This blog is a place to discuss psychology research while casually theorizing about ways it may connect to politics and public policy (and discuss politics and public policy while casually theorizing about ways it may connect to psychology research.)

It’s also a blog about social science, and anything related to social science.  I’m interested in how people learn, how people think, how people are motivated, and how people form beliefs. Most of the posts tend to focus on learning, decision making, judgments, emotion, politics, economics, the media, and sports.

Ok, now for a brief Q &A:

Q:Who are you?

A: I’m a former sportswriter, economics researcher, Peruvian school teacher, and education policy analyst.  At the moment I’m a phd students in social psychology at the University of Southern California.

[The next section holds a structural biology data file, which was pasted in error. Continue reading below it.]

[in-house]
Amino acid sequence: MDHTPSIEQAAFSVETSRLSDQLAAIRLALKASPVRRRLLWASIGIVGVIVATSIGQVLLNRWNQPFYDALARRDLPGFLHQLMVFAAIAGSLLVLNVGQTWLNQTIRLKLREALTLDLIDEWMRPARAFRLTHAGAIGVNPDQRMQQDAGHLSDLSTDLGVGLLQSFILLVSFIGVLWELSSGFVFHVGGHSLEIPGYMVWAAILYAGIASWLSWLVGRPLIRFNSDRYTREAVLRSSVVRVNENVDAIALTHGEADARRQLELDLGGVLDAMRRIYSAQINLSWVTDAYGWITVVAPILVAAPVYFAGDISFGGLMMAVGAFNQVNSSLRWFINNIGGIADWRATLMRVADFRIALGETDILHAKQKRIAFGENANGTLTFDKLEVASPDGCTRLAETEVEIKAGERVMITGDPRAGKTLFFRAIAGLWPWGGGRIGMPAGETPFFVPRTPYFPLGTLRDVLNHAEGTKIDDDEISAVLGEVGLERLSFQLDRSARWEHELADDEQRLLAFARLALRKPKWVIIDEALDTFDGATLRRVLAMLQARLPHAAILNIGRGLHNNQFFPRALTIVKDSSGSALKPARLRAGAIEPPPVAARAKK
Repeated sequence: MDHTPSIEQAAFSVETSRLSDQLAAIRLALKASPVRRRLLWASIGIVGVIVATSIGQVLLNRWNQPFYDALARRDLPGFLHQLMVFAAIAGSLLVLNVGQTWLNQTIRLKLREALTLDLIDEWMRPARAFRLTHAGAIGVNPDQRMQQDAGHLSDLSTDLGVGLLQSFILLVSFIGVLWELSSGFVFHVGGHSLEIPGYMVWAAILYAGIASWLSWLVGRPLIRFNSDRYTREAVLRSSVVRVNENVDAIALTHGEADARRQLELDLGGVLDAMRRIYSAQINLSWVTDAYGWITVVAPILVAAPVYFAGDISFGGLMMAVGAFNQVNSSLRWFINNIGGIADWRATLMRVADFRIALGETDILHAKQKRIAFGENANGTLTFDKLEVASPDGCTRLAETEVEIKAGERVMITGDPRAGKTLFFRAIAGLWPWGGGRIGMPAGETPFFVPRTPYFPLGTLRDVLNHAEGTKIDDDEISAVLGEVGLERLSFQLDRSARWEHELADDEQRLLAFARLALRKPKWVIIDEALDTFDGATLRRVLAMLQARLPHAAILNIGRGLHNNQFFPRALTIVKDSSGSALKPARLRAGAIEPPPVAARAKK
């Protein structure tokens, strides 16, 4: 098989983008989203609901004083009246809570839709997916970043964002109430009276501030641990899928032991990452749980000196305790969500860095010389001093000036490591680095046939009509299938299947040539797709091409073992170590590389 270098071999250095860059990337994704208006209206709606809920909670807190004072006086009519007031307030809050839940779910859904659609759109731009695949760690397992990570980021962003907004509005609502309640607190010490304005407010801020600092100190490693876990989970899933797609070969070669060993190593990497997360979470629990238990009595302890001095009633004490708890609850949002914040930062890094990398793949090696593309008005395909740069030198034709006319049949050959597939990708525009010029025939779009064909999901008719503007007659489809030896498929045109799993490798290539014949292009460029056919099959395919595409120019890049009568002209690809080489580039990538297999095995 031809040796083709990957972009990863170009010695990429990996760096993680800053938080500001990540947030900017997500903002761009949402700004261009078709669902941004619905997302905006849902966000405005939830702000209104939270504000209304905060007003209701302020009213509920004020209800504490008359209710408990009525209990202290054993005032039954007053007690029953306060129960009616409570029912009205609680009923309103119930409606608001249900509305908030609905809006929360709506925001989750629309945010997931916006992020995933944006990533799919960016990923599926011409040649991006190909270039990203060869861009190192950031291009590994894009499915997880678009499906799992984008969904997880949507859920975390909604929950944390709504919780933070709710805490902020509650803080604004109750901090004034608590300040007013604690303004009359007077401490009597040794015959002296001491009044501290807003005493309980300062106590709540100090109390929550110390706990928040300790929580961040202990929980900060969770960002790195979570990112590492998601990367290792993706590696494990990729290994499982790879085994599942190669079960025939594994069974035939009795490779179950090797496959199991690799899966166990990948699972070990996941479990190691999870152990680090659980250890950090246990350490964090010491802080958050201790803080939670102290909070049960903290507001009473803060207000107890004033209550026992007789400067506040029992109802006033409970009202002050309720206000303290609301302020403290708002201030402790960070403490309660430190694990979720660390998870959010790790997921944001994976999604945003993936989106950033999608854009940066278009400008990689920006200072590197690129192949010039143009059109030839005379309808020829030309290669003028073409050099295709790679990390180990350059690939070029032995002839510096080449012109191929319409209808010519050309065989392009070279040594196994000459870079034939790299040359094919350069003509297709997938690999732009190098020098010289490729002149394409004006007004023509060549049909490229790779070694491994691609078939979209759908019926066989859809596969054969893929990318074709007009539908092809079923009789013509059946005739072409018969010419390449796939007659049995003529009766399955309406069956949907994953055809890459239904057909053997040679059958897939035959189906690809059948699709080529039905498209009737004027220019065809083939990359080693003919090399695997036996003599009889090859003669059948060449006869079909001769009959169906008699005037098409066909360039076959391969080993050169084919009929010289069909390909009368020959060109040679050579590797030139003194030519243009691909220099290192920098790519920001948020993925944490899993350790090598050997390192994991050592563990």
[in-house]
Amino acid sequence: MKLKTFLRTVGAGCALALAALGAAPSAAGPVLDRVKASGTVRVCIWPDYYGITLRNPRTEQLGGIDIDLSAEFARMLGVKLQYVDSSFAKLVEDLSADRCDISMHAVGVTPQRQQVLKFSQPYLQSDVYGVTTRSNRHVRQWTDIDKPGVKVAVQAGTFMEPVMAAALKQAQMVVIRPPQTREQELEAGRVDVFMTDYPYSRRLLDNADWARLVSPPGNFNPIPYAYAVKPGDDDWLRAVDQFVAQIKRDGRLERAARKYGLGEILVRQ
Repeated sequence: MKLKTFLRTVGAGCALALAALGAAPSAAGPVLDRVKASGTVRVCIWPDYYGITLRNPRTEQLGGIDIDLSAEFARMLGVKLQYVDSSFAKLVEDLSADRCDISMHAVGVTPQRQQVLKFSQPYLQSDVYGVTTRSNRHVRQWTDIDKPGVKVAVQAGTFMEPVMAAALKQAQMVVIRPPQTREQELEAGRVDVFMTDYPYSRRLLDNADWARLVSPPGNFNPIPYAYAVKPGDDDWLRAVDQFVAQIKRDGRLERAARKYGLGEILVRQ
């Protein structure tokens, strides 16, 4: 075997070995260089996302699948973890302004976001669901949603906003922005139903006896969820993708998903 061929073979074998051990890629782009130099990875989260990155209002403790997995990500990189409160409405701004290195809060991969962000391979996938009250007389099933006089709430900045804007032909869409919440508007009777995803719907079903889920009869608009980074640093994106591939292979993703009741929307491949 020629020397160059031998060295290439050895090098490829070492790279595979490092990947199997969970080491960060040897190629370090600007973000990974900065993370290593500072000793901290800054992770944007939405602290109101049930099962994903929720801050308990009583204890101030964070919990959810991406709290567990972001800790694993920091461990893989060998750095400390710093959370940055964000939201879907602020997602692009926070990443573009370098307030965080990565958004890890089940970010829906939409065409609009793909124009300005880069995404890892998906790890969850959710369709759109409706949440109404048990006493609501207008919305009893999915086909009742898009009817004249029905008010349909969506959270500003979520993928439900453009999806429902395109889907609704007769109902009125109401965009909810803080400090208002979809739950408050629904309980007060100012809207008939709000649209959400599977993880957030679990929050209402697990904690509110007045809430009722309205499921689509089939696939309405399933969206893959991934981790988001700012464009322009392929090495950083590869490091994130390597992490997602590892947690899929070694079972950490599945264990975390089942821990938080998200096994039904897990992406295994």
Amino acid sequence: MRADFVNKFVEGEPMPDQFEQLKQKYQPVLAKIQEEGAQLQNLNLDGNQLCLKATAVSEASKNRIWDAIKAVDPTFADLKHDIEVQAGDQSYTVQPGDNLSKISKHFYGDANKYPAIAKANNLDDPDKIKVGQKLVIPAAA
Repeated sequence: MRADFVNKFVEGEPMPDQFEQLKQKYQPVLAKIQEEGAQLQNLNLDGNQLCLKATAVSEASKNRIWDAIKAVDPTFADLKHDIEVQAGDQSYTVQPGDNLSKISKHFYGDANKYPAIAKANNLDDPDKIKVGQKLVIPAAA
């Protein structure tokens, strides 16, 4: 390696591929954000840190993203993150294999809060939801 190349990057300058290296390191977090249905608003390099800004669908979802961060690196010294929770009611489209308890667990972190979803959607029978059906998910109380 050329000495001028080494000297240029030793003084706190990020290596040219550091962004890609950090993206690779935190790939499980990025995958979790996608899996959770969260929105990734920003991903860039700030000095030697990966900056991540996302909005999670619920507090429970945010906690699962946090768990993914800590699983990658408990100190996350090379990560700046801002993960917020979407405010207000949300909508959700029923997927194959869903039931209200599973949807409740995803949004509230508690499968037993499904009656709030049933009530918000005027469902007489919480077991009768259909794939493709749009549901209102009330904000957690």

Q: What’s the deal with the blog’s name?

A: “Peer-reviwed by my neurons” was my attempt to pay homage to whatever complex process in our brains filters out the millions of potential thoughts we could have at any moment and approves a select few. It seemed like a good idea at the time.

Of course as I’ve started to write more about peer-reviewed research, it just sounds like I’m arrogantly saying “Here’s the important thing my brain thinks about your paper.” Not so! What’s being “peer-reviewed” are my own thoughts, not whatever I happen to be writing about.


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